But Level 2 merchants sharply diverged from their big brothers in the nebulous “we filed a form promising that we’re still trying” category. Only 22 percent of Level 2 merchants have filed ROCs, which means that the majority (52 percent) are neither compliant nor promising to try. That’s a lot of mid-sized retailers?processing millions of annual purchases?who don’t seem to be taking credit card security that seriously.

For those who might say that PCI can be handled by the huge chains, but the mid-size compliance drop is because those retailers don’t have the staff and resources to be compliant, that argument is undercut by the figures from the Level 3 retailers, which process anywhere from 20,000 to one million E-Commerce transactions a year.

The Level 3 retailers reported an impressive 51 percent actual PCI compliance (almost twice the percentage of the Level 2s and 46 percent better than Level 1s). The Level 3s have an additional 16 percent filing ROC documents, giving them a total of 67 percent either compliant and promising to get compliant. Put another way, one out of three of the smaller E-Commerce retailers aren’t even trying, at least on paper.

Visa didn’t release figures for its Level 4 group, which either processes fewer than 20,000 annual E-Commerce transactions or fewer than one million in-store transactions.

In other PCI compliance numbers released from Visa, processors with a direct connection to Visa were reported as 87 percent compliant, up from 79 percent a year ago. Compliance among agents was reported at 62 percent, up from 40 percent a year ago.

In the statement Visa attributed to Perez, the VP was quoted as saying that momentum was on their side. “Our observation is that there is significant momentum toward validating full PCI DSS (Payment Card Industry Data Security Standard) compliance. We recognize that validating compliance isn?t an overnight process. No merchant wants to be in the news for having caused the latest data breach and that it is in the best interests of the merchants to comply,” Perez said.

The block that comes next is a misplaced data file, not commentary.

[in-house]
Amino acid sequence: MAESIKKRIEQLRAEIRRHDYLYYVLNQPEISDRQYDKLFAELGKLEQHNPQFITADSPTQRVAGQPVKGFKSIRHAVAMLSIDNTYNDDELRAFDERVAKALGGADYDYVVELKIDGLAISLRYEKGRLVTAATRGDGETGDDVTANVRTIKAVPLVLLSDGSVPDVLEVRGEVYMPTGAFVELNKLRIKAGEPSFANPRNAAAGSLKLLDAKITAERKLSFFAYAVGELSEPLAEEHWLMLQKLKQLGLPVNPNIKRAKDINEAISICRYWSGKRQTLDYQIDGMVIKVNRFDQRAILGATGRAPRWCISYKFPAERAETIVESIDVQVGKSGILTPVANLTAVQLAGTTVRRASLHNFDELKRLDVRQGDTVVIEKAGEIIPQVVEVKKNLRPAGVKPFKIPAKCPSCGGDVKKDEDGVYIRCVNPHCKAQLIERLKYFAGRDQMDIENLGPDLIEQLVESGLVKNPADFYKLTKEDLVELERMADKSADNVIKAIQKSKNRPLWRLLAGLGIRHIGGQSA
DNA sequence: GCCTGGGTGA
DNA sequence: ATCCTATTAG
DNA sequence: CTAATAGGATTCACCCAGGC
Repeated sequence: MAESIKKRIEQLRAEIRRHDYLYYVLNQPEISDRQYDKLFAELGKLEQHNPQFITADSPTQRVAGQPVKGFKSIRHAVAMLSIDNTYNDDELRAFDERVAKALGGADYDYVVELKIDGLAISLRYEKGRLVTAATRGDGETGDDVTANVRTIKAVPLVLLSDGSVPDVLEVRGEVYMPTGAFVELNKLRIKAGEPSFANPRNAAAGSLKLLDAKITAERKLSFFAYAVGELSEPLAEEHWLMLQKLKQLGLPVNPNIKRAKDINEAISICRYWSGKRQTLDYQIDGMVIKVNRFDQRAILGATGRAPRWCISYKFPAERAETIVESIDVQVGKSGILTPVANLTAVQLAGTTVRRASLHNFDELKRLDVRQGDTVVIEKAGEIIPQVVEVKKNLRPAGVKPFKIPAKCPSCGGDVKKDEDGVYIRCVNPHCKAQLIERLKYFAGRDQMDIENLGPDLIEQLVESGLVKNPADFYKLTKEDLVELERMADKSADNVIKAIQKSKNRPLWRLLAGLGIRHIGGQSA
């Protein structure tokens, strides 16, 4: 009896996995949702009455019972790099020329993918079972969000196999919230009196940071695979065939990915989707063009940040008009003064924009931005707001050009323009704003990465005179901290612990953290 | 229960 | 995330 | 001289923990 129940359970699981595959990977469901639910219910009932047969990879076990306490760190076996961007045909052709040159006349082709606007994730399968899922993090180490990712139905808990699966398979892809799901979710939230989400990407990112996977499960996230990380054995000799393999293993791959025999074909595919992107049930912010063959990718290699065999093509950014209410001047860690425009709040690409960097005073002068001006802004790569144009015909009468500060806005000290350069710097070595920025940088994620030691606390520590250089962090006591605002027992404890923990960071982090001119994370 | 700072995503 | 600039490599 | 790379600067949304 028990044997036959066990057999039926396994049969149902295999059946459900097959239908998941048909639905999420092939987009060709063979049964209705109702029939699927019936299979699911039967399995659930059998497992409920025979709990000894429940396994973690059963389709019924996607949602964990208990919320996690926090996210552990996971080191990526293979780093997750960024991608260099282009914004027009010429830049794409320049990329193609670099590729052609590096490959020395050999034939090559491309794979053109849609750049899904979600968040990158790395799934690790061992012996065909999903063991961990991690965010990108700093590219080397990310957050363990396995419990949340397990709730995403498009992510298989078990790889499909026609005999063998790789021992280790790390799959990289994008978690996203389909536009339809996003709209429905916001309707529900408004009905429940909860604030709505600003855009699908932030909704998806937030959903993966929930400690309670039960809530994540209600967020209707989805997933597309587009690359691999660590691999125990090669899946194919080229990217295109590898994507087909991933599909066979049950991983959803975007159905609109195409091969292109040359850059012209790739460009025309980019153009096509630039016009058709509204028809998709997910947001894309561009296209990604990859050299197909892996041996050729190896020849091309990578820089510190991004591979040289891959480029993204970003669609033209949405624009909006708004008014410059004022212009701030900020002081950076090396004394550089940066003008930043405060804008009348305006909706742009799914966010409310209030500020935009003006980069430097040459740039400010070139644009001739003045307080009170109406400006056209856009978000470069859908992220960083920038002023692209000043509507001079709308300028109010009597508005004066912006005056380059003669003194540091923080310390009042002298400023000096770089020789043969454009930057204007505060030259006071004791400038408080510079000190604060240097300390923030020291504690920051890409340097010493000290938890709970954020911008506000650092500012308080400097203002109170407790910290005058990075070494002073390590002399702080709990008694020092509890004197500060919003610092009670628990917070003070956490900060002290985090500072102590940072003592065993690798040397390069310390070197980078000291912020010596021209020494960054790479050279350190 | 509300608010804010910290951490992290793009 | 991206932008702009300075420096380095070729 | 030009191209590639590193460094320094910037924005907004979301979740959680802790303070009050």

“We applaud those entities that are already making the necessary investments in security. But current compliance levels are simply not good enough, and that?s why we are moving forward with new approaches to convince merchants to accelerate their efforts to comply with these important standards,” Perez said. “Last December, Visa announced its PCI Compliance Acceleration program. Visa is planning to pay out more than $20 million in incentives to complying merchants this year. As part of the acceleration program, Visa’s best interchange rates will only be available to merchants — through their acquiring financial institutions — if they validate PCI compliance by September 30, 2007. For the largest merchants, this annual savings could be as much as $10 million to $20 million.”

Another figure that Visa released is that a lot more retailers are saying that they are no longer retaining the card verification value (CVV) numbers, which are the non-embossed numbers to verify the card. Visa reported that some 93 percent of all Level 1 and Level 2 retailers “have certified that they are not storing that data.” Said Perez: “The eradication of that sensitive data from systems doesn?t equate to full PCI DSS compliance, but it represents an important step.”